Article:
It can be quite overwhelming for a family experiencing life crises, especially crises that are economic in nature, to know where to start or how to deal with the complex and seemingly arbitrary rules associated with accessing the services. If family members have been exposed to, grew up in, or have prejudicial attitudes toward those who access government benefits and assistance, it can be even more challenging. For families which have been caught up in generational patterns and cycles of poverty, it can be even worse because of the stigma and prejudices that are so widely prevalent in all forms of media. The degree of stigma, judgment, prejudice, and negative assumptions is very disheartening, demeaning, and undermining of people who genuinely are trying to find a way to dig themselves out of entrenched poverty cycles and for those who find themselves, for the first time in their lives falling into that trench.

Today, I want to address those who find themselves in the unenviable position of needing to ask for help through these programs and agencies.

Asking for help, regardless of the reason for needing the help, is a position most people find themselves in at one point or another in their lives. Everyone makes a mistake, makes a wrong decision, or encounters unexpected events they weren’t prepared for. It’s a fact of life. Some people are educated, trained, equipped, and have the cognitive, emotional, spiritual, and psychological strengths to navigate these things with minimal externally visible effects. Many people are not prepared and may experience any combination of things which combine together in ways that show unmistakable effects, often identified as negative.

If you are someone who is feeling overwhelmed with panic and axiety about your circumstances and who has experienced a lot of hardship and difficulty, reaching out to strangers behind a counter and having to explain your need for their assistance can feel like you are walking into the lion’s den. I’ve been in your situation. I understand what it feels like to fill out packets of forms, then get interviewed and have to explain the answers on the forms. I know, firsthand, the conflicting feelings of defensiveness and desperation, which make you second and third guess every word that comes from your mouth as you watch every eye twitch and body shift of the person you are being interviewed by to determine how they may be judging you and and your words.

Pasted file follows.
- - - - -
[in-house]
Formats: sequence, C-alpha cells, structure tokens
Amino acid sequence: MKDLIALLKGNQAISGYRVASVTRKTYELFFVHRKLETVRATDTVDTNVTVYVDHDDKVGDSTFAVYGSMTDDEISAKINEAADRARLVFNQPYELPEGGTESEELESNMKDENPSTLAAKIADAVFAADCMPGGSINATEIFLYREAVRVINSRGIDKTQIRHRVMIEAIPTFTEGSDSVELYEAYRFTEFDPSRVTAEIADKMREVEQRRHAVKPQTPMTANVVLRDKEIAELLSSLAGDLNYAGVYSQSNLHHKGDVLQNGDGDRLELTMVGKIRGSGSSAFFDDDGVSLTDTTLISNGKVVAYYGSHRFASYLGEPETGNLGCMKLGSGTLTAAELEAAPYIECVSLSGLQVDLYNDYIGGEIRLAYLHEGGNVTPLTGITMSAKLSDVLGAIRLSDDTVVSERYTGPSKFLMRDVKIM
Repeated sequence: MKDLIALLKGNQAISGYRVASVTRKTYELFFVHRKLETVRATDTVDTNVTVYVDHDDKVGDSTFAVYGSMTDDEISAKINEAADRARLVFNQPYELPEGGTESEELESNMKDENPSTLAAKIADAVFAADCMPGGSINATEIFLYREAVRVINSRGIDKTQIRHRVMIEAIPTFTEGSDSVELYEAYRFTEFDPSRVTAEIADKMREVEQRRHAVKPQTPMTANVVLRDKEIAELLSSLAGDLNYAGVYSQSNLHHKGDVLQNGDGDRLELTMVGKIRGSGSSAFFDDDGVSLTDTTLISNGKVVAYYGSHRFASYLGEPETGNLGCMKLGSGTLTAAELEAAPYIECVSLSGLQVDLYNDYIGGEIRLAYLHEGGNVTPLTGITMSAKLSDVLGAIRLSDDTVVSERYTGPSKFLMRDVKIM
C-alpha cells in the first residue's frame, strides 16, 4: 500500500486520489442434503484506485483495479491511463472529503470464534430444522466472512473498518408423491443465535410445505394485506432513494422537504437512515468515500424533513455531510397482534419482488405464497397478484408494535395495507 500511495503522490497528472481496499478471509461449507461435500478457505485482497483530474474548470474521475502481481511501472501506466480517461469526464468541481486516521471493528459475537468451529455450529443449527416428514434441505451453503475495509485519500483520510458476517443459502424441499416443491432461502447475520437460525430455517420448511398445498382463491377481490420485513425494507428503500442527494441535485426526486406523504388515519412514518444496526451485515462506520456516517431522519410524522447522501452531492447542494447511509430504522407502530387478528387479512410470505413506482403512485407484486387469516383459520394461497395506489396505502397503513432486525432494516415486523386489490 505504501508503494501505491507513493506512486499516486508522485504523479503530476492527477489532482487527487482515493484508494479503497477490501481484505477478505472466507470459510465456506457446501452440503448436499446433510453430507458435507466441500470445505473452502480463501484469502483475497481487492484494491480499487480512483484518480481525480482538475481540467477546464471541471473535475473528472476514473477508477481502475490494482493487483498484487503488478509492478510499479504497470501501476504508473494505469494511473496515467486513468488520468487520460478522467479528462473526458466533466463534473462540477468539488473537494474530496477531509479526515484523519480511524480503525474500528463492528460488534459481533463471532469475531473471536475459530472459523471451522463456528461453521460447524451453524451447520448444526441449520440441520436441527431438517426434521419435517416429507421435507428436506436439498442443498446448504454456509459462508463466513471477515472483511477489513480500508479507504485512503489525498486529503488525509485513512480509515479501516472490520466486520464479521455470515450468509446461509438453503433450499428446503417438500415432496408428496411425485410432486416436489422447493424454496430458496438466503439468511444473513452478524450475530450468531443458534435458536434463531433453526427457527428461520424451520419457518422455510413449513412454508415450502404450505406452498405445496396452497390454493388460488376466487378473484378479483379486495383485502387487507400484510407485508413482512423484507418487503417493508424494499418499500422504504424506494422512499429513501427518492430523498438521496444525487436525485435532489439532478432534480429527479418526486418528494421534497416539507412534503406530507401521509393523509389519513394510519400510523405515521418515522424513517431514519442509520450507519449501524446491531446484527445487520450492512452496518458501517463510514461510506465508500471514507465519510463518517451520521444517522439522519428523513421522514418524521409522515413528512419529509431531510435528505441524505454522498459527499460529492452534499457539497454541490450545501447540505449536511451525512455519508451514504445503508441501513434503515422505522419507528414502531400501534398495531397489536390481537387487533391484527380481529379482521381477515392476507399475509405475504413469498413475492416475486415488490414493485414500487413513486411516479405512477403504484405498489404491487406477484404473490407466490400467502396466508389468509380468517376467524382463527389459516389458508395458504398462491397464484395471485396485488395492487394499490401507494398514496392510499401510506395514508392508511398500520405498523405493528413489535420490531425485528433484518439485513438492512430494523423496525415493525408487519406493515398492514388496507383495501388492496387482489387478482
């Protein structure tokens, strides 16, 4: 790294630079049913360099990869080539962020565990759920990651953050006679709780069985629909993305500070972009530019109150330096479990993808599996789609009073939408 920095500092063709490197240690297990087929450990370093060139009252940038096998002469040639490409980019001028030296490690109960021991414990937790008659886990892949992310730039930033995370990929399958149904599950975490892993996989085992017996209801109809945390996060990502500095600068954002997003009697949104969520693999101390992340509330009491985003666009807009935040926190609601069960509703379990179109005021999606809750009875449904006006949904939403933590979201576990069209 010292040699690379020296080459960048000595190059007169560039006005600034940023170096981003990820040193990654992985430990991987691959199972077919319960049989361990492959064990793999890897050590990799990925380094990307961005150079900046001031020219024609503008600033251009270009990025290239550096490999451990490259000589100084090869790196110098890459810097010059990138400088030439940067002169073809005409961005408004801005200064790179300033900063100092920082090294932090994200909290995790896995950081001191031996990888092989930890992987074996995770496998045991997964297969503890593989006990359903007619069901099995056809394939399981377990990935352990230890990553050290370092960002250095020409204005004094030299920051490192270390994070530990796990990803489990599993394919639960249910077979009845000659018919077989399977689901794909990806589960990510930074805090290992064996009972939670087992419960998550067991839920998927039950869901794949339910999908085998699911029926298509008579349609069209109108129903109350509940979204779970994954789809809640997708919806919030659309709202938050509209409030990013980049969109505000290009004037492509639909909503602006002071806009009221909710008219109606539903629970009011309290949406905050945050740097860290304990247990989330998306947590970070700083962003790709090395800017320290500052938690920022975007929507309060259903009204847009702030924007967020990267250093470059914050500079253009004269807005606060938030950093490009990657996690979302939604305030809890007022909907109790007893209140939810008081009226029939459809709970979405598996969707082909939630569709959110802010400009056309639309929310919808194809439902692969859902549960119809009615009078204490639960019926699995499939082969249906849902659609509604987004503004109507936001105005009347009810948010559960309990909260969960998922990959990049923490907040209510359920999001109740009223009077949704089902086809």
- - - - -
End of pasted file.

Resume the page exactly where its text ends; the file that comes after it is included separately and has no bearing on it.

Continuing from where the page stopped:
I think one of the biggest problems for those of us needing to ask for assistance from these programs is the fact that we are required to disclose every detail and facet of our personal information and provide documentation that we are who we say we are, then justify the fact that we are in a position needing assistance. We often face people who may see tens to hundreds of faces like ours with stories like ours, day in and day out, and our stories and circumstances are not unique in their experience. So, they become numb, jaded, and immune to what we are experiencing emotionally. They appear bored, indifferent, jaded, cynical, matter of fact, and uncaring a lot of the time. There is little to no empathy or compassion displayed and while they may say they understand, they do little to demonstrate that understanding of what we are experiencing.

Somehow, being in the position of requesting assistance, subverts our rights to privacy, autonomy, and independent action. We become accountable to the rules, guidelines, and policies, because they are the rules, guidelines, and policies and these people are the gatekeepers who get to say whether or not we are worthy of being assisted, after we have submitted to full disclosure and full exposure of our most sensitive selves. We become serfs, supplicating ourselves, at the feet of beaurocratic cogs in the system of funding streams, political posturing, and edicts established by highly educated academic theoreticians in think tanks who have little to no direct personal experience with the kind of subsistence and hardship we have gone through which brought us through the doors.